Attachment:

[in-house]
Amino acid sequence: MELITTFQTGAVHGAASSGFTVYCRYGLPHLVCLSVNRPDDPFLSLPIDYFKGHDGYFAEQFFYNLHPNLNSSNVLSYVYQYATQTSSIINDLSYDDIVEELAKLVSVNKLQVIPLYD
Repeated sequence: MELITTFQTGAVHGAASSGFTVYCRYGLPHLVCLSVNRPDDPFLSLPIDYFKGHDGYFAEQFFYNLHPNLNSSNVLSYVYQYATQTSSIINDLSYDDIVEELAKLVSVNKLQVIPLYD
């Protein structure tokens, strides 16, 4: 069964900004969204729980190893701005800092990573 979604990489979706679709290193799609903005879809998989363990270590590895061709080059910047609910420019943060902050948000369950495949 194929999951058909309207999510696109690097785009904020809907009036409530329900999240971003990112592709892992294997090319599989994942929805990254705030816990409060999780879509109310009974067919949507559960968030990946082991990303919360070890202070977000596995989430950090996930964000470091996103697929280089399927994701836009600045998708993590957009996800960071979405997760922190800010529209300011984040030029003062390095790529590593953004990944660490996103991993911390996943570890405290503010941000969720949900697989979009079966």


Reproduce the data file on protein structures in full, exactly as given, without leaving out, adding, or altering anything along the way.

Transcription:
[in-house]
Amino acid sequence: MELITTFQTGAVHGAASSGFTVYCRYGLPHLVCLSVNRPDDPFLSLPIDYFKGHDGYFAEQFFYNLHPNLNSSNVLSYVYQYATQTSSIINDLSYDDIVEELAKLVSVNKLQVIPLYD
Repeated sequence: MELITTFQTGAVHGAASSGFTVYCRYGLPHLVCLSVNRPDDPFLSLPIDYFKGHDGYFAEQFFYNLHPNLNSSNVLSYVYQYATQTSSIINDLSYDDIVEELAKLVSVNKLQVIPLYD
């Protein structure tokens, strides 16, 4: 069964900004969204729980190893701005800092990573 979604990489979706679709290193799609903005879809998989363990270590590895061709080059910047609910420019943060902050948000369950495949 194929999951058909309207999510696109690097785009904020809907009036409530329900999240971003990112592709892992294997090319599989994942929805990254705030816990409060999780879509109310009974067919949507559960968030990946082991990303919360070890202070977000596995989430950090996930964000470091996103697929280089399927994701836009600045998708993590957009996800960071979405997760922190800010529209300011984040030029003062390095790529590593953004990944660490996103991993911390996943570890405290503010941000969720949900697989979009079966």